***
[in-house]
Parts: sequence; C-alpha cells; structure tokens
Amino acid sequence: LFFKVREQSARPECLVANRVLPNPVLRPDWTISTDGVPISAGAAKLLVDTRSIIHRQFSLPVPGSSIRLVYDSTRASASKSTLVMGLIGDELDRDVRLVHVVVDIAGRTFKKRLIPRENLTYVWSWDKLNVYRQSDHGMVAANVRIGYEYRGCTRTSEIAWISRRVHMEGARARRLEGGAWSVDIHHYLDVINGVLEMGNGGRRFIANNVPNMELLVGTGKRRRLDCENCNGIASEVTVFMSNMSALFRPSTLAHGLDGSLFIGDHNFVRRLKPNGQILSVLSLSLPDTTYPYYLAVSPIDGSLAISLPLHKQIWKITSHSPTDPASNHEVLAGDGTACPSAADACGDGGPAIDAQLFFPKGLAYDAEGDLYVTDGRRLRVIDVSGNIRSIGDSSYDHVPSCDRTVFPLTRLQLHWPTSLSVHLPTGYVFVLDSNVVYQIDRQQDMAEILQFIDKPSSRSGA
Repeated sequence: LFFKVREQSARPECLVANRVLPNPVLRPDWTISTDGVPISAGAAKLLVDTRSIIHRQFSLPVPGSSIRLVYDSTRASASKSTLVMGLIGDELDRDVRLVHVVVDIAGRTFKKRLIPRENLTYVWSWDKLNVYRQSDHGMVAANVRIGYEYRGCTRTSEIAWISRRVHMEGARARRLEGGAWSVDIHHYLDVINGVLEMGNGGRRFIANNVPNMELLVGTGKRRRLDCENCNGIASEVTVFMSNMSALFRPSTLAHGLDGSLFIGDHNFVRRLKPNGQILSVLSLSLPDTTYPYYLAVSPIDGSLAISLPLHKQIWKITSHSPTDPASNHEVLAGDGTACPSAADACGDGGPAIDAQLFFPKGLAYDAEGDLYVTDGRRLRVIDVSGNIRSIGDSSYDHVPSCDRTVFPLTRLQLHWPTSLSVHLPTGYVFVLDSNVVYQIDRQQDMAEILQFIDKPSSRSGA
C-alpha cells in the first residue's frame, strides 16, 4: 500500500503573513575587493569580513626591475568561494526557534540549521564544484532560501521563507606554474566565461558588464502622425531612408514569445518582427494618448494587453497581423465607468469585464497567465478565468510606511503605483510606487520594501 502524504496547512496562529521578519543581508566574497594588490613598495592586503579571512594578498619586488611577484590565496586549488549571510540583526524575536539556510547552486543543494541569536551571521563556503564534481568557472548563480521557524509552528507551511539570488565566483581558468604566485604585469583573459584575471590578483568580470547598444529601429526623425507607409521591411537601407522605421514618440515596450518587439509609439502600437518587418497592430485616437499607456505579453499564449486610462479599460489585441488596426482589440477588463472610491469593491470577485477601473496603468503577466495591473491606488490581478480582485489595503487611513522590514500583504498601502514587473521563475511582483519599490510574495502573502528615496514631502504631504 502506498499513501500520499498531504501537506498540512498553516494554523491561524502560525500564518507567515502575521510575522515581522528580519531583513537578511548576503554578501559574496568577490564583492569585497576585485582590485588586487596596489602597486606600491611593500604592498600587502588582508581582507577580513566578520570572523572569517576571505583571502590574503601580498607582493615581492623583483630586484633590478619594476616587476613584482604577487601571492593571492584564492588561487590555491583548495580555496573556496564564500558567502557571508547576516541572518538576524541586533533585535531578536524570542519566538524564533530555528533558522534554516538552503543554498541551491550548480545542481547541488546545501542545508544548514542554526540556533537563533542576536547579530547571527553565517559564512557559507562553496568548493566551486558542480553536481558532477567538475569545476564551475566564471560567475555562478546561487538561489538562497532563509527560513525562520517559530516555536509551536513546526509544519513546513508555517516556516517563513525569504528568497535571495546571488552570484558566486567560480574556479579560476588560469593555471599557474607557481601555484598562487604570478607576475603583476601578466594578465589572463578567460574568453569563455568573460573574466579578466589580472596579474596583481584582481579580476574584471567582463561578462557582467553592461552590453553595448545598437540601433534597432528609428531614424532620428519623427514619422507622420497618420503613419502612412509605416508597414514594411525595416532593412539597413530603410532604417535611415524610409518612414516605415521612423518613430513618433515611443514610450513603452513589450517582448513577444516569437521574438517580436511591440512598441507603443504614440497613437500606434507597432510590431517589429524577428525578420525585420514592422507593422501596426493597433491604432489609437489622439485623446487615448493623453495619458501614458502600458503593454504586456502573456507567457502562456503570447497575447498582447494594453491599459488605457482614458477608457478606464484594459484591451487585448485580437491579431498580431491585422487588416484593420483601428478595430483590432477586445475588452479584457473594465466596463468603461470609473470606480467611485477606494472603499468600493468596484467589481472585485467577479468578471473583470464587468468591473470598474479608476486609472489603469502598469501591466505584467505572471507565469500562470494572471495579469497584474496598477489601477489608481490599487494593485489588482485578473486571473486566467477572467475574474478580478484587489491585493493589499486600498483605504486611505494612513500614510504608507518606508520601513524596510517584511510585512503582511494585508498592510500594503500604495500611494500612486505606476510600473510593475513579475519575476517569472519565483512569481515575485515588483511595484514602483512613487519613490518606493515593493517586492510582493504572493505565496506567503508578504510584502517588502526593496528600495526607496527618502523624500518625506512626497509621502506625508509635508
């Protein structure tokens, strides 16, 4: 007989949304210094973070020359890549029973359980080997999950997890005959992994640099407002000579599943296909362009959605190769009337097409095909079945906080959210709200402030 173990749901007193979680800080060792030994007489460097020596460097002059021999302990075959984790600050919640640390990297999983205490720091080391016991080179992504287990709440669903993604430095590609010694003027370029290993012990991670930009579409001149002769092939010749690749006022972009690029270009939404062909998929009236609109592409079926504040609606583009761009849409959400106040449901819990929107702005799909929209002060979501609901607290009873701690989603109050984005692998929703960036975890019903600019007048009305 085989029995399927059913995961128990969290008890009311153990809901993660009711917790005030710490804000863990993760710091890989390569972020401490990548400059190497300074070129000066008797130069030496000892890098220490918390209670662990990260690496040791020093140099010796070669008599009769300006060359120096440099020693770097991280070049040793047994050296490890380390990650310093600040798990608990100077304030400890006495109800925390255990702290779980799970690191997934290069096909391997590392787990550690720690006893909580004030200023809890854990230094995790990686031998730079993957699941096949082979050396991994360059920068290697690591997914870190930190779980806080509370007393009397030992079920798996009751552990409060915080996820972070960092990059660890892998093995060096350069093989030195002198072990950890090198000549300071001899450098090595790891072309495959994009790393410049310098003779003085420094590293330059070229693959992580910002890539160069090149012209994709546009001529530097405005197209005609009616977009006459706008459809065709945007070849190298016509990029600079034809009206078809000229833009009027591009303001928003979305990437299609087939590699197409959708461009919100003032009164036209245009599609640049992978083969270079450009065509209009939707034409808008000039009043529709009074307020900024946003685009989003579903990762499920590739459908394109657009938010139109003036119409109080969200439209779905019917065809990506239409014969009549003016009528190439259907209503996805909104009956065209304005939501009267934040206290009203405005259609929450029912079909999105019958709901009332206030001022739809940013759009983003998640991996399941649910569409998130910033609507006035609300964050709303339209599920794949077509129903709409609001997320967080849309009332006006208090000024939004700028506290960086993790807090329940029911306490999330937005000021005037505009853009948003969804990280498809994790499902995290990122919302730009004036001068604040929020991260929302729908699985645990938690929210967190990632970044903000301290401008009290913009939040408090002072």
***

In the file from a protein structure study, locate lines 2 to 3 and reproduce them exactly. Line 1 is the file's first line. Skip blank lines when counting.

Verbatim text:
Parts: sequence; C-alpha cells; structure tokens
Amino acid sequence: LFFKVREQSARPECLVANRVLPNPVLRPDWTISTDGVPISAGAAKLLVDTRSIIHRQFSLPVPGSSIRLVYDSTRASASKSTLVMGLIGDELDRDVRLVHVVVDIAGRTFKKRLIPRENLTYVWSWDKLNVYRQSDHGMVAANVRIGYEYRGCTRTSEIAWISRRVHMEGARARRLEGGAWSVDIHHYLDVINGVLEMGNGGRRFIANNVPNMELLVGTGKRRRLDCENCNGIASEVTVFMSNMSALFRPSTLAHGLDGSLFIGDHNFVRRLKPNGQILSVLSLSLPDTTYPYYLAVSPIDGSLAISLPLHKQIWKITSHSPTDPASNHEVLAGDGTACPSAADACGDGGPAIDAQLFFPKGLAYDAEGDLYVTDGRRLRVIDVSGNIRSIGDSSYDHVPSCDRTVFPLTRLQLHWPTSLSVHLPTGYVFVLDSNVVYQIDRQQDMAEILQFIDKPSSRSGA